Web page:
I choose to use the very old, traditional, floor level, 4ft dia. wide, kick wheel. It is essentially a very heavy flat disc. You kick it up to speed with your foot and the momentum keeps it going. You then bend over it, legs akimbo, in a torturous way that can’t be too good for your back, and throw the clay into a pot, as best that you can. As the wheel slowly looses momentum. You have to stand up and kick the wheel up to speed again to give it enough momentum to finish the pot. I made 7 bowls ‘off the hump’, from one big lump of clay, in this way. I was quite surprised that they came off quite well. I’m used to using a kick wheel at home, but not one like this! So the transition wasn’t too hard. However, I’m glad that it was only for 15 mins or so. I don’t think that my back would last all day working in this method.

Still, my pots have a nice soft, gentle undulating quality to them that I like a lot, and it’s mostly due to this method of making. I put my row of pots out in the sun to dry and turn them an hour later. The weather is very hot here and also quite humid, so the pots dry out relatively evenly without getting dry rims. Quite surprising to me. If I were working like this at home in 30oC heat, the rims would be bone dry in 10 mins.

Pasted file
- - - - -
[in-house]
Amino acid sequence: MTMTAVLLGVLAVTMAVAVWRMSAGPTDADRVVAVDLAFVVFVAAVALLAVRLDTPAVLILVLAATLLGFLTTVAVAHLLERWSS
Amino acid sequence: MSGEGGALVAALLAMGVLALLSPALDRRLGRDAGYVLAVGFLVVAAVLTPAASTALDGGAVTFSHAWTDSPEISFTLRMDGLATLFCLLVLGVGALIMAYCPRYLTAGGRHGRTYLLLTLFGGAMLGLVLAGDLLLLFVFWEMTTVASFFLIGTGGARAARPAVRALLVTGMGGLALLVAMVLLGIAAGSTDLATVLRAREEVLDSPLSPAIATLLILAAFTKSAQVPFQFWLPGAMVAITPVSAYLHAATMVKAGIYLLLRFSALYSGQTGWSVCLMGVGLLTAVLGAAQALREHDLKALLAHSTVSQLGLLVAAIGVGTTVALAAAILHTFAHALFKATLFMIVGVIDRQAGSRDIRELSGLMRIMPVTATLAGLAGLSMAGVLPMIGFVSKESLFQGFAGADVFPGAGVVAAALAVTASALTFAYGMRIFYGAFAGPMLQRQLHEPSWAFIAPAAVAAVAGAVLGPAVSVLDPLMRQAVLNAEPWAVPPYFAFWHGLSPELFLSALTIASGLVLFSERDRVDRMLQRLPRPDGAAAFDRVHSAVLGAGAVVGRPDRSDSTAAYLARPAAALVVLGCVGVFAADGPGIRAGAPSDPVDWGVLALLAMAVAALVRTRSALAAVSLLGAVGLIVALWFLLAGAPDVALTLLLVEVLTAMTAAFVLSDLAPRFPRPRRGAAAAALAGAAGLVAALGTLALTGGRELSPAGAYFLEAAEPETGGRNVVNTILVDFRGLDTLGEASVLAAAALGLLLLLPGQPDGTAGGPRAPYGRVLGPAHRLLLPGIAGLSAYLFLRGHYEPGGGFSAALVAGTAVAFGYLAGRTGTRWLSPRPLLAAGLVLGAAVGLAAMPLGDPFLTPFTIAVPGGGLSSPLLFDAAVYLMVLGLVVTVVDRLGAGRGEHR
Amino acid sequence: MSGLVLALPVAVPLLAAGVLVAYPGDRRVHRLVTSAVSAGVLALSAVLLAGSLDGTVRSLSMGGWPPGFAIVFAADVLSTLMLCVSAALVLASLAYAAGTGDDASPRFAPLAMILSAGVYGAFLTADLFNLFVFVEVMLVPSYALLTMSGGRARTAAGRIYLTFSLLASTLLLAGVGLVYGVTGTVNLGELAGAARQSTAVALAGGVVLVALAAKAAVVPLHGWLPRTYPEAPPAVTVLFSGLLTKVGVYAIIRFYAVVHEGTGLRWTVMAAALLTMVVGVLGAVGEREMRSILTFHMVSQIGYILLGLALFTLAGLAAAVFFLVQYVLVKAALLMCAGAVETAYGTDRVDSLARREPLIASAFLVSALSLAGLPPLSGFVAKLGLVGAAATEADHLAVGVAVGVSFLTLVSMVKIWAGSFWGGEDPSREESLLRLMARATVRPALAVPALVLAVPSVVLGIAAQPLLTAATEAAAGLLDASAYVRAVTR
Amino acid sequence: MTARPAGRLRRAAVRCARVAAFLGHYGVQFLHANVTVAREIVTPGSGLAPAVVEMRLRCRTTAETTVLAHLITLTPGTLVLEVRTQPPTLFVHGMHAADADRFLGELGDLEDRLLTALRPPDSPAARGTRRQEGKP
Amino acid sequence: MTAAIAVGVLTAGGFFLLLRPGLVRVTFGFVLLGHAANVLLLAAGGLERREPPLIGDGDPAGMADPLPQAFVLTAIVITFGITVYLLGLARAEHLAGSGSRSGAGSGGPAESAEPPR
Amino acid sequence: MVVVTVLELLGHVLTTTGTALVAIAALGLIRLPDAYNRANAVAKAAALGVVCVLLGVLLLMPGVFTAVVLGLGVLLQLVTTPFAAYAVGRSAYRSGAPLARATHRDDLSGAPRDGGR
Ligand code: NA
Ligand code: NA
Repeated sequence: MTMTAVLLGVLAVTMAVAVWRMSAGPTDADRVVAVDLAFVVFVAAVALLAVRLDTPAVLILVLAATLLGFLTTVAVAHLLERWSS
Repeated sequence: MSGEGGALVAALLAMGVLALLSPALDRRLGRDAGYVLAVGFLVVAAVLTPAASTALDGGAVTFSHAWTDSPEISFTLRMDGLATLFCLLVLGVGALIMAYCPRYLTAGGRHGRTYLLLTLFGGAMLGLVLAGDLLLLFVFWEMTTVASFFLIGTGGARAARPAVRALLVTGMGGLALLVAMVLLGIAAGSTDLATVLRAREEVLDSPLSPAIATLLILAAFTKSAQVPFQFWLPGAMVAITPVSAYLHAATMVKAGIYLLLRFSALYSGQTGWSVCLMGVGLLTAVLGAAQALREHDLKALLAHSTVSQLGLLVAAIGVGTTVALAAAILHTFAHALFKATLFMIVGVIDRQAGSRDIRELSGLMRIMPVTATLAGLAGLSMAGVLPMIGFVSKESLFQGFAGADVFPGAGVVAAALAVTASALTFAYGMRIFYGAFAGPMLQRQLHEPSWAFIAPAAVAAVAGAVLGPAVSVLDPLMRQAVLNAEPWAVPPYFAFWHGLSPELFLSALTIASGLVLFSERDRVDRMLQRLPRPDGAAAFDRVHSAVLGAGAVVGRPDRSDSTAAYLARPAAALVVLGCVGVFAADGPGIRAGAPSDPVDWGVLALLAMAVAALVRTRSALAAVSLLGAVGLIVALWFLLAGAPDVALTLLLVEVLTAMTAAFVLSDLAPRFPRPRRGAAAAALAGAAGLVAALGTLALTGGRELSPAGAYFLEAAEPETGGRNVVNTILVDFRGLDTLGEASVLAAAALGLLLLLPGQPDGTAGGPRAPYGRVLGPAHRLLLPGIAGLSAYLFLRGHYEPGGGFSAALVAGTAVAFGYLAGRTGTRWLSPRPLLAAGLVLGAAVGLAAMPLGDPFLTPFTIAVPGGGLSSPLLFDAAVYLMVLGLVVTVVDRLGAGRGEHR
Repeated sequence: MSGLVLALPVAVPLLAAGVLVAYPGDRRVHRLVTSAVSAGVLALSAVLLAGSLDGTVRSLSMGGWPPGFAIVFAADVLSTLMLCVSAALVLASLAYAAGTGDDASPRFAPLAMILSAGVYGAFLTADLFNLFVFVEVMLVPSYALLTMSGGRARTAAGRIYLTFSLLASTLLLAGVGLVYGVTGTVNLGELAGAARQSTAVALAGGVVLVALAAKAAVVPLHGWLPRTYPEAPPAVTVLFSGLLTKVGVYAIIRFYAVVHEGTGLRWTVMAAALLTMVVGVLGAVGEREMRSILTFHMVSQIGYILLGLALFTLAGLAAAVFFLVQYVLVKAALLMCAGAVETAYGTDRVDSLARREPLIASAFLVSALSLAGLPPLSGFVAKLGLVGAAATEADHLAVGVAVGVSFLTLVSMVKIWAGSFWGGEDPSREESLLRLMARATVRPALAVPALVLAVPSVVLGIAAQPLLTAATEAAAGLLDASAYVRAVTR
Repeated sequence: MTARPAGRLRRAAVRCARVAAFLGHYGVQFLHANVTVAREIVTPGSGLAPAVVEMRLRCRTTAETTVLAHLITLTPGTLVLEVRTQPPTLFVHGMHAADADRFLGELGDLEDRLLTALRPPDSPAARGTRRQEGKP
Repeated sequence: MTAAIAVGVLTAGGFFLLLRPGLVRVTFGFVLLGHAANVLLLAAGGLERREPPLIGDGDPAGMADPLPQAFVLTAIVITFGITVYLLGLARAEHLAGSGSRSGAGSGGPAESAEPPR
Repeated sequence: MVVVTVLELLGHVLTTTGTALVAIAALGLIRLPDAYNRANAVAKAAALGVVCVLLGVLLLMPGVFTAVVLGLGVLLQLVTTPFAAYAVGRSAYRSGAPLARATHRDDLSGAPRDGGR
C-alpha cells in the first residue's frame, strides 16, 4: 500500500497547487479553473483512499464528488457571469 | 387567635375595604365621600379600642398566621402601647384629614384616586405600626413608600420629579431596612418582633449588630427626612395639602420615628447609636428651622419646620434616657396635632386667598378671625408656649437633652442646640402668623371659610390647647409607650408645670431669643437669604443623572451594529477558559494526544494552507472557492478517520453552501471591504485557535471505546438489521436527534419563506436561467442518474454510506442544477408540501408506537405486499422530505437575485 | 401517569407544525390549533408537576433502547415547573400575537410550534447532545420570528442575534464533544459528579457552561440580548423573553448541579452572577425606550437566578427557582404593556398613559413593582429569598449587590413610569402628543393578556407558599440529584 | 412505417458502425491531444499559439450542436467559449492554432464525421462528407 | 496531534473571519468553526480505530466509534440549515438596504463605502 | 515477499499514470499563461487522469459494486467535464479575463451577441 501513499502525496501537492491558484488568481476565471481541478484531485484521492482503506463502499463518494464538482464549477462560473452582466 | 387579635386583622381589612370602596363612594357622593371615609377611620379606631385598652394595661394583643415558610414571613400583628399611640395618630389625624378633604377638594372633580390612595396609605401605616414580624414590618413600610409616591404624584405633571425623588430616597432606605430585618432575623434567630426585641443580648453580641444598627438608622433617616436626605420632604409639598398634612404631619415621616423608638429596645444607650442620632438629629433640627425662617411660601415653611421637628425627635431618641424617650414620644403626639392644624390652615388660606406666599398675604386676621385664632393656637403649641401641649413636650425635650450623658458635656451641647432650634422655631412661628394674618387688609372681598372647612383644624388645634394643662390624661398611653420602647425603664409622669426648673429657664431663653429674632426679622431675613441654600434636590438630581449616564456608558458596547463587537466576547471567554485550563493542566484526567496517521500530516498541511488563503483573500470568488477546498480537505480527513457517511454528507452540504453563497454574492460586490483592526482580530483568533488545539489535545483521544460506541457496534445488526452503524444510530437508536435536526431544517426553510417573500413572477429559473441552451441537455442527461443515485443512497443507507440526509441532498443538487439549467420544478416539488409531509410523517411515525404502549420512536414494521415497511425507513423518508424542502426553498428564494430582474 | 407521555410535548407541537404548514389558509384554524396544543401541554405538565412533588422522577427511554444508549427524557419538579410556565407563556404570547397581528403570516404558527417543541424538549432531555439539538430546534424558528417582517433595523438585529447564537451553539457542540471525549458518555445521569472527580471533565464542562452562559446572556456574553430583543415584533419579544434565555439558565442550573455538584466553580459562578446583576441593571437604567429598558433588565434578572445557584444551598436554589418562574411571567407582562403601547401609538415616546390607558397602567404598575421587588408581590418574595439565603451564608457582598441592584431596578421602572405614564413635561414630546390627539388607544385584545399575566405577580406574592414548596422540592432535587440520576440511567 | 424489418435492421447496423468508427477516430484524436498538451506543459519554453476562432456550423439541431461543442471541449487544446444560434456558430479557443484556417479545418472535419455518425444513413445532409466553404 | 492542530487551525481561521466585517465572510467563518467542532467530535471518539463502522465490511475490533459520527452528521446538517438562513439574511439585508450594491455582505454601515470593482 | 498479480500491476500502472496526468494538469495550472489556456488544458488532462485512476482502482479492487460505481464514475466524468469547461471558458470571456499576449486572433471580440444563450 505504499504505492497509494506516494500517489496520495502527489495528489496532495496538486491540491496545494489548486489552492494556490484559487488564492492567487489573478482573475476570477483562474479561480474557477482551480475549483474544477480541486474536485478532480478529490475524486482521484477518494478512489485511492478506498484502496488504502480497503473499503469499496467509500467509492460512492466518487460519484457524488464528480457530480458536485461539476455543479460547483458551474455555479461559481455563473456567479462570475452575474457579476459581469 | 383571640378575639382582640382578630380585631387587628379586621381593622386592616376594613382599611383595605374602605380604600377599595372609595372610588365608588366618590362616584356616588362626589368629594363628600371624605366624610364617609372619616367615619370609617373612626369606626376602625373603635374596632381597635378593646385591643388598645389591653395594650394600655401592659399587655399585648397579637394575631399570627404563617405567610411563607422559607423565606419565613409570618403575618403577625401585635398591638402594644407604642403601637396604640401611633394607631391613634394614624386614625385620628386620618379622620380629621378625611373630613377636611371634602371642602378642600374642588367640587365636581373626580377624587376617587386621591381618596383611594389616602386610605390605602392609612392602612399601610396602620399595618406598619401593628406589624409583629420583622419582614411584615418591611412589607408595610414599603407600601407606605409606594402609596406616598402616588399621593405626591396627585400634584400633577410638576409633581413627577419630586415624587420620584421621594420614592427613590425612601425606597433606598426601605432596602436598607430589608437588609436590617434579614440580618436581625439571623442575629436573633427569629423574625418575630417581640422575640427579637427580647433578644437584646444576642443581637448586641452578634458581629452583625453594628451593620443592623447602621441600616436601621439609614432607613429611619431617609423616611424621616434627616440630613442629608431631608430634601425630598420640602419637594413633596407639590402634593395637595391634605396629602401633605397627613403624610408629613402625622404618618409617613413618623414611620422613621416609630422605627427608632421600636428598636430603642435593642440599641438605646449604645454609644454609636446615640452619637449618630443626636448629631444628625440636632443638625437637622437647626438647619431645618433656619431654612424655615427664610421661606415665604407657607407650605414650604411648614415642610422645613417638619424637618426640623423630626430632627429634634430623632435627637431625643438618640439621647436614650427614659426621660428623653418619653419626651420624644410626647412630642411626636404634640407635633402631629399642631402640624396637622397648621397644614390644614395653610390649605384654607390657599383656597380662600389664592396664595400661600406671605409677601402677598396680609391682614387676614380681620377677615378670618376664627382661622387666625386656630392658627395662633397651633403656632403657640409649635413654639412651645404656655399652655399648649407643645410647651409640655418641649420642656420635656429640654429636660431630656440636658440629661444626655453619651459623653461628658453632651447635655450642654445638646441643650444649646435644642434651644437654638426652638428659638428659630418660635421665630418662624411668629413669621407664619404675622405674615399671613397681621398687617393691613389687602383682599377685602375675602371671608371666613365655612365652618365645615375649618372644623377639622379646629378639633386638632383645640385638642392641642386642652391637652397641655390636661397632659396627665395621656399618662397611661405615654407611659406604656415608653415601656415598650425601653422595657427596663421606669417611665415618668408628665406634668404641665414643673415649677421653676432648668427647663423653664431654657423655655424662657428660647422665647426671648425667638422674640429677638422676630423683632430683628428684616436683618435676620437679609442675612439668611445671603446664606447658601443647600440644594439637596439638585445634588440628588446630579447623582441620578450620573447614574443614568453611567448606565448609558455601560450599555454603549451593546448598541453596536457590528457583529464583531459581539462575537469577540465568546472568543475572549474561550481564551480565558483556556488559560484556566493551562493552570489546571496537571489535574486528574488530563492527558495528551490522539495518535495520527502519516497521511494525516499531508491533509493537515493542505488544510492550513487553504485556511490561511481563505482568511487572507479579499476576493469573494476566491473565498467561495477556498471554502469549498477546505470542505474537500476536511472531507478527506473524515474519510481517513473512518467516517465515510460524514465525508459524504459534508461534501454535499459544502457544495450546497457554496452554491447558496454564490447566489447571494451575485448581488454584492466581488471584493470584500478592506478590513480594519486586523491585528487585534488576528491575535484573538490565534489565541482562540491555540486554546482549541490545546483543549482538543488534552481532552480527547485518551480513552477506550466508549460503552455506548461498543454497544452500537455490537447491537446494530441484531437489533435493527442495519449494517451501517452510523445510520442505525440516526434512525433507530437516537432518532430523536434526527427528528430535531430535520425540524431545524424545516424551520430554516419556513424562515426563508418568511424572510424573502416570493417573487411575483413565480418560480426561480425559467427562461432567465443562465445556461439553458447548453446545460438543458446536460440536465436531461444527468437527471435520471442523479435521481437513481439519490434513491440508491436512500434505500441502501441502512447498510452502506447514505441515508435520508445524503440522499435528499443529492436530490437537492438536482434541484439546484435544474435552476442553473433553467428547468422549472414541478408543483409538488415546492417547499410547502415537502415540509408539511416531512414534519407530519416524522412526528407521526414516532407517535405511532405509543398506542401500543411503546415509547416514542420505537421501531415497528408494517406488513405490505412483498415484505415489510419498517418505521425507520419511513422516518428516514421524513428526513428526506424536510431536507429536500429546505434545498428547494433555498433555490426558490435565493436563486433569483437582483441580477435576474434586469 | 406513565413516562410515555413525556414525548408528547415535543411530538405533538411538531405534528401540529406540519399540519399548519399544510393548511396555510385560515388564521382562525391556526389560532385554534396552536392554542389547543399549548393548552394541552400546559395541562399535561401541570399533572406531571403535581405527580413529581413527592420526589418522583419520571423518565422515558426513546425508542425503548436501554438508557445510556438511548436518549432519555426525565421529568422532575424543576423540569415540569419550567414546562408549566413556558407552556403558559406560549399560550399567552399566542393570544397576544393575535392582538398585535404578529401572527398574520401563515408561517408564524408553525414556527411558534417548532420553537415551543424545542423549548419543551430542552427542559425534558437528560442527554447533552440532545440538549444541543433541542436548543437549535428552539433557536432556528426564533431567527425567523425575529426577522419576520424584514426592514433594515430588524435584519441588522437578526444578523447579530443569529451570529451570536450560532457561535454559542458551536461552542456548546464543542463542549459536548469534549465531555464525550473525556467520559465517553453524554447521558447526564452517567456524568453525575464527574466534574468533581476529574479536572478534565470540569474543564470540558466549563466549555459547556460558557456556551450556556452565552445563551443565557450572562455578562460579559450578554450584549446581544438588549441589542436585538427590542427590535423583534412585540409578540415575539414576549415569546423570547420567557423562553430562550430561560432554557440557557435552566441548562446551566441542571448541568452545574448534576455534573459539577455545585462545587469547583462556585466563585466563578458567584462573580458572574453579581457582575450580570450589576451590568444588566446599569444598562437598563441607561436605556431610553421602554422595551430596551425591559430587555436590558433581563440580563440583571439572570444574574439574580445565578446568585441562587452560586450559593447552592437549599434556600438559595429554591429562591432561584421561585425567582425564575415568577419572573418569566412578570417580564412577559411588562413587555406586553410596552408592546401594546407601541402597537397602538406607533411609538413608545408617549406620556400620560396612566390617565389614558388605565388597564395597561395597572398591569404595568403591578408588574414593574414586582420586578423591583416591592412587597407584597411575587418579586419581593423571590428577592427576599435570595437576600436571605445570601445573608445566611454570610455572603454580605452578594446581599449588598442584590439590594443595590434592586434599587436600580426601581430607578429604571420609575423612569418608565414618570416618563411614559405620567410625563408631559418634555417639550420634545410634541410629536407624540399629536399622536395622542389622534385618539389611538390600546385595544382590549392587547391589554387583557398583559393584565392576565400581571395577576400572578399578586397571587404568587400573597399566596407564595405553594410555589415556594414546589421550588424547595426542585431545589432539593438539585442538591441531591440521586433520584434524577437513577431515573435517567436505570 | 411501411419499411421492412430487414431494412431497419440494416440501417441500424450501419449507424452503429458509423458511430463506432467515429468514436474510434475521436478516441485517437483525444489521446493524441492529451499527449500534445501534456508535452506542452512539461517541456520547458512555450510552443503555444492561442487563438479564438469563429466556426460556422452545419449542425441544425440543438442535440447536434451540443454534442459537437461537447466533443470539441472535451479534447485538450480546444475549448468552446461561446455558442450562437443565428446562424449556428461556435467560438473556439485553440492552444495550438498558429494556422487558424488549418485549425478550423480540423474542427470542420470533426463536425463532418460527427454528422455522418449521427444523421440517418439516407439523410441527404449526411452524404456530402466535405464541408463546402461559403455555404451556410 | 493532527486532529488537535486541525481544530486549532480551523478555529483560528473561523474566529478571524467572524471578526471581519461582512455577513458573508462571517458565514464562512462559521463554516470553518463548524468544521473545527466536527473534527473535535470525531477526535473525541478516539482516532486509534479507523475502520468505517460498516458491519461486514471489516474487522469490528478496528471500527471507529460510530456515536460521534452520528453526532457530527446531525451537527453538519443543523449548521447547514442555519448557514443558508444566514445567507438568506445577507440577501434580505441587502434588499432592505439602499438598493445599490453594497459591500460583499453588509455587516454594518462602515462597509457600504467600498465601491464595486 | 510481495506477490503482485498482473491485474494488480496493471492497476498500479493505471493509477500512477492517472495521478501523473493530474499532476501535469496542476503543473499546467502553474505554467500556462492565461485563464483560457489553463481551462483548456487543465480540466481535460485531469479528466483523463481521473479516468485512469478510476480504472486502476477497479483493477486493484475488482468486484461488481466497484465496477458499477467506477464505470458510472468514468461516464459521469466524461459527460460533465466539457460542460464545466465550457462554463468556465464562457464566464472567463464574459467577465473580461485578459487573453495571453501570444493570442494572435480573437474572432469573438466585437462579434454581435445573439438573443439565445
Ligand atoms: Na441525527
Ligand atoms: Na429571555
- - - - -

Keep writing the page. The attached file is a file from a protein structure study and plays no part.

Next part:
Once my bowls are turned, I put them back out in the sun to dry further. They are eventually packed directly into the huge dragon kiln and the firing is started a few hours later around dark, full of raw pots, just made that day, some still quite moist. The kiln is slowly steamed over-night and then, in the morning, when all the pots are quite dry, the firing is allowed to gain speed and more wood is introduced more often.

The firing starts to go quite quickly, up to temperature by the following evening. More or less neutral to oxidised atmosphere. The fuel is industrial timber off-cuts and building demolition timber. The final temperature is achieved around mid night, and then the rest of the tunnel kiln is side stoked well into the night, stoke hole by stoke hole, metre by metre, it progresses up the slope, all the way along the kiln and finishes just before dawn.



The kiln takes two days to cool and I’m amazed that my pots turn our rather well for an unknown clay, thrown on an unknown wheel, with an unknown glaze and an unknown ash and fired in an unknown kiln. Luckily, the locals here have us all well organised and keep everything loosely under control. It all goes smoothly enough and I’m really glad that I’m just an innocent bystander and not at all responsible for any of it. I can enjoy myself.